There are a number of reasons that one may opt to downsize. Whether you're choosing to move due to a lifestyle change, safety, financial reasons or being closer to one's family, your needs are your needs. "This is not a one-size-fits-all process," says Lucido, an award-winning real estate professional specializing in property sales in Central Maryland.
"If you're considering downsizing, this has to be about what is in your best interest. I cannot emphasize enough, that you should always be thinking in the long-term. If you move into a smaller home with several sets of stairs and your mobility is declining, what will that mean for you in five or 10 years?"
If you think downsizing may be in your future there are certainly ways you can begin to prepare. What makes a home sell in one area may not have much of an impact in another market, so Lucido encourages sellers to work with a professional who will know market trends first-hand.
Lucido offers a few rules of thumb that can help you boost the appeal of your home, "Generally speaking, most buyers prefer hardwood flooring. We also suggest that sellers keep the home's color scheme as neutral as possible," says Lucido, who notes that sellers working with his team receive the complimentary benefit of working with professional home stagers who know the best ways to make a home appealing to today's buyers.
If you're looking for a place to start, Lucido suggests you focus on three areas of the home: the kitchen, bathroom and basement. "Most buyers prefer a finished basement, and want updated bathrooms and kitchens.
"I'm not saying that everyone who wants to sell their home needs to gut their bathrooms and start fresh. Sometimes all you need to do is give the impression that a room has been updated, which can be easily executed by making minor updates. For the bathroom, you could replace the faucets, mirror and light fixture. For a kitchen, maybe all you need to do is have matching appliances and new cabinet hardware," Lucido explains.
"A real estate professional will know the best way to maximize value for your specific market. We work with buyers and sellers, so my team and I are focused on minimizing the work for the sellers, while enhancing the home to entice buyers. Working with a professional is going to get you the best return," says Lucido. To learn more about The Bob Lucido Team, The Silver Group or SRES, visit boblucidoteam.com and sres.org.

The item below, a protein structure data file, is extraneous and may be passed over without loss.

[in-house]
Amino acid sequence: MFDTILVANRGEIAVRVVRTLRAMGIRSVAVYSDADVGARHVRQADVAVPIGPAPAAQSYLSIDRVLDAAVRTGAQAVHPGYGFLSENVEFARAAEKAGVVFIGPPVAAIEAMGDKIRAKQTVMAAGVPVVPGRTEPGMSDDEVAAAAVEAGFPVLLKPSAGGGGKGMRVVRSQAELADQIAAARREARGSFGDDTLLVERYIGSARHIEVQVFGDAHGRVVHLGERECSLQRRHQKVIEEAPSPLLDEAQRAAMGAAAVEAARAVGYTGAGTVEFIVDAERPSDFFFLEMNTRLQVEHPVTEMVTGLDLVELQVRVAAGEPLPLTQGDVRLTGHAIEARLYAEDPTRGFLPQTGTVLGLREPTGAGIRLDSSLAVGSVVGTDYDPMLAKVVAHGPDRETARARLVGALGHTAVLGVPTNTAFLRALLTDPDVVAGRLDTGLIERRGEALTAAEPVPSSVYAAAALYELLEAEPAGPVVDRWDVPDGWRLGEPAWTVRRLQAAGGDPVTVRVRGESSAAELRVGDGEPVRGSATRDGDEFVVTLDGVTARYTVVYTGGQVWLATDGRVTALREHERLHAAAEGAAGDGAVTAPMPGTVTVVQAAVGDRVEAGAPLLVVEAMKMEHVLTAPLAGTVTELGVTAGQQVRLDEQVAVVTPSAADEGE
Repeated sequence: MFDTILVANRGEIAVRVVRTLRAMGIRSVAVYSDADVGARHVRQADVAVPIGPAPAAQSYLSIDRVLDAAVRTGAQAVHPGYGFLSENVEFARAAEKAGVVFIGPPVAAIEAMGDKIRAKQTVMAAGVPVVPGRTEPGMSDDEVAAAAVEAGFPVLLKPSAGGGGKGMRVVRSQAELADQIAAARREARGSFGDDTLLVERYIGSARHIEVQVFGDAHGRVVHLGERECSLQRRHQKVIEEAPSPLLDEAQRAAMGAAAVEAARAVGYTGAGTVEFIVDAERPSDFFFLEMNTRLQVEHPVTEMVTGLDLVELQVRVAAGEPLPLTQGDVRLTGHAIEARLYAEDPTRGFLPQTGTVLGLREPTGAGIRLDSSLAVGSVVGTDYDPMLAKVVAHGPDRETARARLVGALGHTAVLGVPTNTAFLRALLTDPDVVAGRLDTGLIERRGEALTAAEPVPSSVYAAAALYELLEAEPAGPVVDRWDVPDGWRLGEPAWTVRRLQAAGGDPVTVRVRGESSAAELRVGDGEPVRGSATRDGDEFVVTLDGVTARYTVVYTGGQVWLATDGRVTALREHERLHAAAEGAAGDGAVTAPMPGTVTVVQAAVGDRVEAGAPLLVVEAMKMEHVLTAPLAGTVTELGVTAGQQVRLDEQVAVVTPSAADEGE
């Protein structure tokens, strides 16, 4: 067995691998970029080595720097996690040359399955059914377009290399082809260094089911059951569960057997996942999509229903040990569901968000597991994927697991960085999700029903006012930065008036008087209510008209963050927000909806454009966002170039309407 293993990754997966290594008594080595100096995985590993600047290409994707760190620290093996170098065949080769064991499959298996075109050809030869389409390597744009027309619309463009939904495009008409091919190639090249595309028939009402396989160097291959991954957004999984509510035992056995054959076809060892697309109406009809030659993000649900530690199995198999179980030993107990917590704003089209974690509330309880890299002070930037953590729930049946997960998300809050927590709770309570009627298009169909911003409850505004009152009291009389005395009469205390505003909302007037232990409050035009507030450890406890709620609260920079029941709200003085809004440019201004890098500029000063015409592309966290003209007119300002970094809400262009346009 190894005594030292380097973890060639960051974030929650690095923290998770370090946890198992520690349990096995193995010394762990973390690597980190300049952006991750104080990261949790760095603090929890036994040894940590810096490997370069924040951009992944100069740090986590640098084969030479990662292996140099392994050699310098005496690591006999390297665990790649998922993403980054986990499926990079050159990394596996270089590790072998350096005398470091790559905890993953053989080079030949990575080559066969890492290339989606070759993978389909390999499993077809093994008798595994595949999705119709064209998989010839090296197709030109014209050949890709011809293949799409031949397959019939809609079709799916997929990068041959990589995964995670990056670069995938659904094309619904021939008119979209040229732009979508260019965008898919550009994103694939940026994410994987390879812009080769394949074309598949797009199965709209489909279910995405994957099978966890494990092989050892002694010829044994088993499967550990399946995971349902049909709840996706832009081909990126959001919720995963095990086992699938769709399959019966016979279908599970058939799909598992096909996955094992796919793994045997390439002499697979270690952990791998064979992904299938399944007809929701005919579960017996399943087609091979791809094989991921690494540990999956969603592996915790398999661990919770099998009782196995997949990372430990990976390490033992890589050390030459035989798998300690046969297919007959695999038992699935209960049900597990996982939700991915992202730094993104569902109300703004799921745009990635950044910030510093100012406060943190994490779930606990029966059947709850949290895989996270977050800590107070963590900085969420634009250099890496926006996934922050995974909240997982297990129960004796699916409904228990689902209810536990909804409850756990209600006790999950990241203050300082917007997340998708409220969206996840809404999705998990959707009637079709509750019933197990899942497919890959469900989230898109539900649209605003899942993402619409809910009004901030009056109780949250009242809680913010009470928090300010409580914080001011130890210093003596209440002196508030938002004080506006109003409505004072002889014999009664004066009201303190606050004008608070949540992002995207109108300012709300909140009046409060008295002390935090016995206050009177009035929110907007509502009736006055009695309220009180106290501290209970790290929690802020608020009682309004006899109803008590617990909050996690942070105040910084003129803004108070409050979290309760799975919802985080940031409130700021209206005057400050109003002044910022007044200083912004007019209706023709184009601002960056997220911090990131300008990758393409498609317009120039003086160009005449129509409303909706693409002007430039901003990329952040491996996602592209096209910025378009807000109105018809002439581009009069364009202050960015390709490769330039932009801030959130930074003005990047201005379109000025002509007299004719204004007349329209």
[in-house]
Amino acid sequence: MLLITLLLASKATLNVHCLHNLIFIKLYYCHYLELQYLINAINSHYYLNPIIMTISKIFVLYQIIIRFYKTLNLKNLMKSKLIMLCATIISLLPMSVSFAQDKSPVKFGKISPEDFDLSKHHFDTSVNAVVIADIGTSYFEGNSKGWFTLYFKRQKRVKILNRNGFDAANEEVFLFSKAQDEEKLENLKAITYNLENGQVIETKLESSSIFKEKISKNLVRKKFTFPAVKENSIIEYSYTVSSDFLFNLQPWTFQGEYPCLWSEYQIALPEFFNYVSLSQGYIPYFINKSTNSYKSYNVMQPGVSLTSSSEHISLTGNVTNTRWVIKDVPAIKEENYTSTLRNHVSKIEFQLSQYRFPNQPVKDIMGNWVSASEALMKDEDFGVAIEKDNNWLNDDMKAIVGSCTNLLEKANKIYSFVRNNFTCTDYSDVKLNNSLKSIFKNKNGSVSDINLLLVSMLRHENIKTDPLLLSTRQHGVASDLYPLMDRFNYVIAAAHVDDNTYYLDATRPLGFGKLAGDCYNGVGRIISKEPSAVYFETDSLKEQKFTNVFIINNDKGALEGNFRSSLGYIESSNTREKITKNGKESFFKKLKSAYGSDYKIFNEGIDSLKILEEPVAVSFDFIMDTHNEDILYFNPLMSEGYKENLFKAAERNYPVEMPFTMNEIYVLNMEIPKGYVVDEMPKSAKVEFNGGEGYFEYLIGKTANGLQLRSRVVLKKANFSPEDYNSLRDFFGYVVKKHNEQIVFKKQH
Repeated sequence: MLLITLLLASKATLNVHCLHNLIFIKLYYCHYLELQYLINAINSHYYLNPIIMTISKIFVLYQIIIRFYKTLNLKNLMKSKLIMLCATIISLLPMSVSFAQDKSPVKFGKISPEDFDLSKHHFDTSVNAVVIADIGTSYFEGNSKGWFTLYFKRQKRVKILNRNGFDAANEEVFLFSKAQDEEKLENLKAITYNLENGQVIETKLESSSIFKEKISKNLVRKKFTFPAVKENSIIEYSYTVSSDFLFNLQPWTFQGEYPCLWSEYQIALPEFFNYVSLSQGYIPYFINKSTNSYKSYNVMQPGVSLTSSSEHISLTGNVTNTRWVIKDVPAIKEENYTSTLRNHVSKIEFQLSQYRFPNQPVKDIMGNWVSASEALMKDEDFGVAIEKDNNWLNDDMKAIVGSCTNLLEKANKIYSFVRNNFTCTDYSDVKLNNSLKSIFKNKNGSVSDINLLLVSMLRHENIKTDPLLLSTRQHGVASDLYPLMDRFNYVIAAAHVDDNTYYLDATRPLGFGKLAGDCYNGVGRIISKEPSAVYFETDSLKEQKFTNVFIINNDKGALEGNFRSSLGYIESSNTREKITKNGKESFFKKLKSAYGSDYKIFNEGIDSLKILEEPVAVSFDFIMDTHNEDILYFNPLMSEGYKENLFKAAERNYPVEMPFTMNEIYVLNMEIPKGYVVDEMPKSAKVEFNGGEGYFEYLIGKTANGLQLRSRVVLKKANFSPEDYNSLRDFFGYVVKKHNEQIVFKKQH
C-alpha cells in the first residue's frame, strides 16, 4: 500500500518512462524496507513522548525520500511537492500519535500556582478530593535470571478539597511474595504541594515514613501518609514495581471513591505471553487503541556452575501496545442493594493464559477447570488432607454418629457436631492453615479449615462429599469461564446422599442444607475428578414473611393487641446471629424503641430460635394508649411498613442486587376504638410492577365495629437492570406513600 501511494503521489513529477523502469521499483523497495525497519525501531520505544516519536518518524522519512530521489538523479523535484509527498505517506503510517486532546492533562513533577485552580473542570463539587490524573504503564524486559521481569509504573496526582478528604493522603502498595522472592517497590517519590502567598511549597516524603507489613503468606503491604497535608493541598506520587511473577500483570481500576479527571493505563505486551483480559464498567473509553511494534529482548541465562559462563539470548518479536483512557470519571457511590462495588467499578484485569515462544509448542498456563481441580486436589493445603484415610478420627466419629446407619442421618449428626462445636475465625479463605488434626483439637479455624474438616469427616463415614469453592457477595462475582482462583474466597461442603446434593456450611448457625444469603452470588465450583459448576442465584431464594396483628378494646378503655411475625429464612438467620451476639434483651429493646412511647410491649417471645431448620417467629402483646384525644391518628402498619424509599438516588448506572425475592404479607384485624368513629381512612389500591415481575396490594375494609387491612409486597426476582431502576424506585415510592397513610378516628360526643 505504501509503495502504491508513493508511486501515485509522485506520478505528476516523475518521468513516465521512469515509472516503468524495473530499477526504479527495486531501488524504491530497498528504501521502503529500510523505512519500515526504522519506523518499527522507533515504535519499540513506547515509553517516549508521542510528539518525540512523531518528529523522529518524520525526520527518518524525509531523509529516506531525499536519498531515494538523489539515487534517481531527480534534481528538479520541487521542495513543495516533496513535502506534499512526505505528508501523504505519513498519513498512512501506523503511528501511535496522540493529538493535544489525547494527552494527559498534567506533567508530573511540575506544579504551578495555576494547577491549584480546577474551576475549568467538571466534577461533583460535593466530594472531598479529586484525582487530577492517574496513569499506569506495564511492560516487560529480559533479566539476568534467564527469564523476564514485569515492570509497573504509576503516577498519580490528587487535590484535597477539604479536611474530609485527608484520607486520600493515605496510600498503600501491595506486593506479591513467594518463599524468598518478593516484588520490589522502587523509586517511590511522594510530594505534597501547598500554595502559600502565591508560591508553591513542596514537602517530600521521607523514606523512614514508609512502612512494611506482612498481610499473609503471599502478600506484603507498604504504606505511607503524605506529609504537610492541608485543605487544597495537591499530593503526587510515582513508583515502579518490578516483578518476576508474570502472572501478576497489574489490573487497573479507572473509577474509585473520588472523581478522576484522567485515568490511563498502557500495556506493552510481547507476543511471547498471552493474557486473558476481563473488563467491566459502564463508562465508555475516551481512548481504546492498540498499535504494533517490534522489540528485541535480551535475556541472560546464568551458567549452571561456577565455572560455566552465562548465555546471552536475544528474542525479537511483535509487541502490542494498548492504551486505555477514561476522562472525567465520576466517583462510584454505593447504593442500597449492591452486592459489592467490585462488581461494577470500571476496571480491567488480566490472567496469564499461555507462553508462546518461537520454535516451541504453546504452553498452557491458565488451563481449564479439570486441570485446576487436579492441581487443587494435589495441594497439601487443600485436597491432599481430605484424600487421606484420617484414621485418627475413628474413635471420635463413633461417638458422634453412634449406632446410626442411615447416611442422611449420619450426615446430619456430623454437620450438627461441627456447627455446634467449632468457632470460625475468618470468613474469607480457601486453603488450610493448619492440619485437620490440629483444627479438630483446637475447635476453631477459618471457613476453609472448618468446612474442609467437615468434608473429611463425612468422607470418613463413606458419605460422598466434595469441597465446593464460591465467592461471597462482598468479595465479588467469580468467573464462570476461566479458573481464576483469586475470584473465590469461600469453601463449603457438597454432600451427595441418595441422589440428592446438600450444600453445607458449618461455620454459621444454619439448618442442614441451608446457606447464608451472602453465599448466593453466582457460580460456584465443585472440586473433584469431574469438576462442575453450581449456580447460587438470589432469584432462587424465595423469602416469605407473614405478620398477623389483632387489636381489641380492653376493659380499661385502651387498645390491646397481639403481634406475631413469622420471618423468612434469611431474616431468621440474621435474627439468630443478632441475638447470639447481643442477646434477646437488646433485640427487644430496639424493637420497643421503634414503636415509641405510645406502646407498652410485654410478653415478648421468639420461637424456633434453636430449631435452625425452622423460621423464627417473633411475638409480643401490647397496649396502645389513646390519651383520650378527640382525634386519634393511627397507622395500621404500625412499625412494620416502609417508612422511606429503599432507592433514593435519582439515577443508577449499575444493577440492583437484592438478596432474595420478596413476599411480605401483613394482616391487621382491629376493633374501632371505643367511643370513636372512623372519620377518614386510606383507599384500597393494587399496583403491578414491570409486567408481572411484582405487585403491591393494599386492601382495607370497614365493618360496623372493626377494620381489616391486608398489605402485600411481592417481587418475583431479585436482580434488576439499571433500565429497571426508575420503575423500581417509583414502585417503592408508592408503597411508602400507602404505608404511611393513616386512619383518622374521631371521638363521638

Another professional that can help with the downsizing process is a financial planner. Depending on your personalized needs, you may require only hourly-paid advice. The Financial Consulate in Hunt Valley holds standing with The National Association of Personal Financial Advisors (NAPFA) and offers programs like S.E.N.I.O.R. Connect, which was developed to help guide families through the process of organizing health and financial matters, identify senior living communities and plan for transitions. S.E.N.I.O.R. Connect services are offered on an hourly basis to accommodate each individual's unique situation. To find a financial advisor near you, visit napfa.org, which allows a user to search names within a ZIP code for fee-based compensation.
Maintaining unused possessions may keep you connected to memories, but they can also prevent you from making healthy changes. By downsizing, you minimize your emotional stress by having fewer responsibilities, a smaller workload and an increased cash flow. Tackling the process can seem overwhelming at first, but don't be afraid to ask for help. A few skilled experts can certainly smooth the transition and set you up for a strong and successful second act. •